A Manhattan college professor was able to snag a coveted COVID-19 vaccine appointment — but only by writing code to scour the city’s byzantine sign-up system for available slots.
Cory Evans, 33, who teaches philosophy at Baruch College, said that he found himself struggling to navigate the city’s online vaccine system when he became eligible for the shot as an in-person lecturer.
“The interface of the system is totally unworkable. It doesn’t show you the vaccine appointments until you register,” the Upper East Side resident told The Post.
The city’s convoluted system takes residents to a page listing vaccine distribution sites, but it doesn’t feature all of the available appointments in one place — instead forcing people to click back-and-forth between the different centers scouring for slots.
“It’s sort of like if you’re booking a flight on Google,” said Evans — as opposed to a site that groups all options together like Expedia.
Though he says that he’s “no computer programming expert,” Evans coded a script that allowed him to see all of the appointments at once.
“Using that script, I got an appointment pretty fast, in a couple of minutes. But it’s not a great thing that people have to create little computer add-ups in order to get a vaccine appointment,” said Evans.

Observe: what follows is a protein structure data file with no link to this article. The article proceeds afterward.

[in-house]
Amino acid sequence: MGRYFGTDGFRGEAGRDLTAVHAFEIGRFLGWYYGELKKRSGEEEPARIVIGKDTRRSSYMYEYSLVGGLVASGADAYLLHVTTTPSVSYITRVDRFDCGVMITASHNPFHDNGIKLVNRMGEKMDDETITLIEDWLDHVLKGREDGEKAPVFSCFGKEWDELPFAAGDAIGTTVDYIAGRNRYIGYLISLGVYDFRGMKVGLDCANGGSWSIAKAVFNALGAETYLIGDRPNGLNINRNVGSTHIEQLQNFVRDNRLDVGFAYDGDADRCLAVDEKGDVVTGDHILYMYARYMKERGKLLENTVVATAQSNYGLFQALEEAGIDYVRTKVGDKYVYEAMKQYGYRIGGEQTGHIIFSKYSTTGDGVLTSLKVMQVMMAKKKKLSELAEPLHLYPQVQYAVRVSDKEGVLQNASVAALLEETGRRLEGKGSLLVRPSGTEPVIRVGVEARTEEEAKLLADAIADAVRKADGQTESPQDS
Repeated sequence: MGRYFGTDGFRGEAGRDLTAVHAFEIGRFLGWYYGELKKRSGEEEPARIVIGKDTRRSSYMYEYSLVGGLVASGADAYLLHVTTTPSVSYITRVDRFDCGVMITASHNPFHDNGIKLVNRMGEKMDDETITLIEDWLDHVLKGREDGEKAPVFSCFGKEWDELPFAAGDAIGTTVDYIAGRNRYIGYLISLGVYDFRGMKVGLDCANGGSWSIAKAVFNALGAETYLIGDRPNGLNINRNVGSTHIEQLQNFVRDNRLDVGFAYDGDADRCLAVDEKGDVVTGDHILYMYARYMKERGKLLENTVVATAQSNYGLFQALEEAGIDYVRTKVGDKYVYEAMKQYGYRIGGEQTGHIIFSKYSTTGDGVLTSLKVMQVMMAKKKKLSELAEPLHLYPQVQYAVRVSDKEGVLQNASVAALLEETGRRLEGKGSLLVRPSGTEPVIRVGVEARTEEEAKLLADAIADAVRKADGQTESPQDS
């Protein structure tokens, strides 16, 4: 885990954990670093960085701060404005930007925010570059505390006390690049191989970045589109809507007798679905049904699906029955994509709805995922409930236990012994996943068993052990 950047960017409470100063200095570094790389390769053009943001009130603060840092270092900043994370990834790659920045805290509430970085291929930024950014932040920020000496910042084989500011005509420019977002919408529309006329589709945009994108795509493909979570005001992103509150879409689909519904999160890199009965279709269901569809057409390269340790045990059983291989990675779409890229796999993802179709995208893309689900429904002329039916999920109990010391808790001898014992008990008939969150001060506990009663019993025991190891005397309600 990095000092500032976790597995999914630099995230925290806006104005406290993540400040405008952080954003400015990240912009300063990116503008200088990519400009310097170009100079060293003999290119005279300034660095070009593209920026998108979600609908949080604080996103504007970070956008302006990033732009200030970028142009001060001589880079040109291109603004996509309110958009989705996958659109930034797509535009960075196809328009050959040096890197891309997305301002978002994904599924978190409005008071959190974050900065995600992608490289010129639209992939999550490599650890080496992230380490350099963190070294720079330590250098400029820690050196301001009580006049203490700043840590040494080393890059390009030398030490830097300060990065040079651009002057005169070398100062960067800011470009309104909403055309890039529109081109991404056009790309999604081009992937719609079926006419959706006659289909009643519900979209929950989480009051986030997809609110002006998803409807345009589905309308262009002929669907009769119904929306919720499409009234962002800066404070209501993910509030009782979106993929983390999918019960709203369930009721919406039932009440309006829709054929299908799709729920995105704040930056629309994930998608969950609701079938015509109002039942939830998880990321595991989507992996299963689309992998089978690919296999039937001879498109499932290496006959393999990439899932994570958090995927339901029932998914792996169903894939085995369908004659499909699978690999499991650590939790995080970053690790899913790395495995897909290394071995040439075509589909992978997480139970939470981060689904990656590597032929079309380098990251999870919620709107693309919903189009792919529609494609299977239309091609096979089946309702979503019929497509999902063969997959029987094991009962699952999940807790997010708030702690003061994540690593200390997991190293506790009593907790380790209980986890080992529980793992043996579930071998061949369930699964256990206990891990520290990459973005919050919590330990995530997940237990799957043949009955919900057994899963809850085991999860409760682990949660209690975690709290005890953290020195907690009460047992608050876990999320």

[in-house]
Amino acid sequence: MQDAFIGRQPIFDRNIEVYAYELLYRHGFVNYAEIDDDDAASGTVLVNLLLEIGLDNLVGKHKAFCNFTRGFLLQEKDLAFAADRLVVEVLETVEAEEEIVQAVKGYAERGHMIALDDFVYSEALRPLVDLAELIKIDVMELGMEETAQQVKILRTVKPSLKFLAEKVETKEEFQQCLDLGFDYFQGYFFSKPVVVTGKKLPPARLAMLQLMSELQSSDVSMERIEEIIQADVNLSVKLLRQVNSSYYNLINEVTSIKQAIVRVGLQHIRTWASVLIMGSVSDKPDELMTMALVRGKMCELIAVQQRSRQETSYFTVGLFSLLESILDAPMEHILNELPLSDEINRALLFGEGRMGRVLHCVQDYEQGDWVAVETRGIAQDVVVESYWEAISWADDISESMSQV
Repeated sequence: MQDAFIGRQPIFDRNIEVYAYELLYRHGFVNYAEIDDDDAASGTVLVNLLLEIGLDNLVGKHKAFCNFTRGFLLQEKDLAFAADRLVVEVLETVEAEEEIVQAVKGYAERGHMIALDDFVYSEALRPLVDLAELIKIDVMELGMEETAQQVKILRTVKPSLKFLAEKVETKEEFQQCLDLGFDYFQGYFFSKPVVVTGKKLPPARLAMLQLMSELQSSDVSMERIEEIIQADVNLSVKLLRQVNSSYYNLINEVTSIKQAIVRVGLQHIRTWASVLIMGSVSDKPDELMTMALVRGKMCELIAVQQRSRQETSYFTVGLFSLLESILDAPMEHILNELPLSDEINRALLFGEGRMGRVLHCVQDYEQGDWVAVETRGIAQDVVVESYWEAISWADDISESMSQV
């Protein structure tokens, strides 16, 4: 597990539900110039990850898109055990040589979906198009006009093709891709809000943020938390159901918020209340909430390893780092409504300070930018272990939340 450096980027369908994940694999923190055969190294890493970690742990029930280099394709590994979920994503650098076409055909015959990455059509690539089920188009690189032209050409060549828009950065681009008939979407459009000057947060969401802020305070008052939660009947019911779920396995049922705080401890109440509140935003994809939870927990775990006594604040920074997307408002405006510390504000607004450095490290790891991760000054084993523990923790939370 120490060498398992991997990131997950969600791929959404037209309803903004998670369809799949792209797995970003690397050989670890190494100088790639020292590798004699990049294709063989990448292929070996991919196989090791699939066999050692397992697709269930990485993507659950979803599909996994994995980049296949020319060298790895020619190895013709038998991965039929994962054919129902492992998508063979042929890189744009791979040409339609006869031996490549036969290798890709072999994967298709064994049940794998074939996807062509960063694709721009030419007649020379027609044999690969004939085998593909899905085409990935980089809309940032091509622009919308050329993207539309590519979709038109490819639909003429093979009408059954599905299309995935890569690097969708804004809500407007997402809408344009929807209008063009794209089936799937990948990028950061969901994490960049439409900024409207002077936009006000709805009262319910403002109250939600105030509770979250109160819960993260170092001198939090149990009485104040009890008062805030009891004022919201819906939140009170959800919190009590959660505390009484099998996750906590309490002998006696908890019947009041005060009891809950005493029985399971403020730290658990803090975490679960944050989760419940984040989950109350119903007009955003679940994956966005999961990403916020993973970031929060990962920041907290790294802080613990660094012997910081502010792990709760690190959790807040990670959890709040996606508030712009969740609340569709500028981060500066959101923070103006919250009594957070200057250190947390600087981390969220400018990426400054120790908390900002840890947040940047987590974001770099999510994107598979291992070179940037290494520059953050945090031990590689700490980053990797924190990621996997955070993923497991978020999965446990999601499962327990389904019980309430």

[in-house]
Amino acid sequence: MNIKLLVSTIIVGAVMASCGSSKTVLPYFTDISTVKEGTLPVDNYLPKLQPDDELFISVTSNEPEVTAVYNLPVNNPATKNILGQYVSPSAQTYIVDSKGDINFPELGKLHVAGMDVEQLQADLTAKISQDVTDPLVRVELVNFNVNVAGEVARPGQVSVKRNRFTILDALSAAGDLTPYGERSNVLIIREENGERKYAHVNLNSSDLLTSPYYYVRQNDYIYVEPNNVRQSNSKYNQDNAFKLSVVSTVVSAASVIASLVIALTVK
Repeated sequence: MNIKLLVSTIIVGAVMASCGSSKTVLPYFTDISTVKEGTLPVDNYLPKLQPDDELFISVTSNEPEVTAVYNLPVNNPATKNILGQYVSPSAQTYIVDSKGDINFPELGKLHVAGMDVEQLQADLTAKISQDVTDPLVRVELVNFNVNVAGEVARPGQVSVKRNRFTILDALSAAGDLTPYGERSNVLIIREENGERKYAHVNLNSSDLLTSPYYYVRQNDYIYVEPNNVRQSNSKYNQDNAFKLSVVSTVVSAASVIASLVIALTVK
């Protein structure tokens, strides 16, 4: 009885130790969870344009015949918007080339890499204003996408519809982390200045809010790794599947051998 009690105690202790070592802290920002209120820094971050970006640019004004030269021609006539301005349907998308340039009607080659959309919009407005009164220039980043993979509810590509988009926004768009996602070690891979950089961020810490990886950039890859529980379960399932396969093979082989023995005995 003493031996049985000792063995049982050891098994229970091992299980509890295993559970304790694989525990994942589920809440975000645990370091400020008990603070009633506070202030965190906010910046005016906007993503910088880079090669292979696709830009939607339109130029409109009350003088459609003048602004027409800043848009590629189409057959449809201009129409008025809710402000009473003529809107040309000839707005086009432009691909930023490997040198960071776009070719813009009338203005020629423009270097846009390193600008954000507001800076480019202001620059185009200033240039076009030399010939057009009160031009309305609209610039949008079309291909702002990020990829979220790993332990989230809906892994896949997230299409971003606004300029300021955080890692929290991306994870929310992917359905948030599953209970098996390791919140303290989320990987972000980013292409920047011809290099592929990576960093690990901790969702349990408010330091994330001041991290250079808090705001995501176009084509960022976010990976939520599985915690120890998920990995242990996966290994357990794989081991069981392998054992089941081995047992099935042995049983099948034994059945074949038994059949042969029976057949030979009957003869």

He ultimately received his first dose of the Moderna vaccine on Jan. 17 at a New York Health and Hospitals location in lower Manhattan.
Evens, who knows how to code from his experience in quantitative forecasting for political events, urged the city to find ways to improve the site experience for those who are not as tech-savvy.
“First off, it’s kind of ridiculous and overcomplicated. Second of all, I think that vaccines should be allocated to individuals, regardless of computer-coding ability,” he said.
He suggested the city find someone who can whip up something similar to his program — or enlist the help of a company already using similar technology.
“I’m sure like Kayak.com, or any of those multi-booking websites or tech companies can probably create something like I did that is much cleaner and much better and make it available to all users,” Evans said.
“And that would take a couple of hours probably, at most honestly… One of the companies would probably be happy to do it for free.”
Councilman Mark Levine, the chair of the council’s Committee on Health, has called for a “single, simple, accessible way for people to get appointments.”
“You shouldn’t have to write code to get vaccinated,” he wrote on Twitter.
A team of volunteers has also launched a website that scours vaccine sites for open spots.
Additional reporting by Nolan Hicks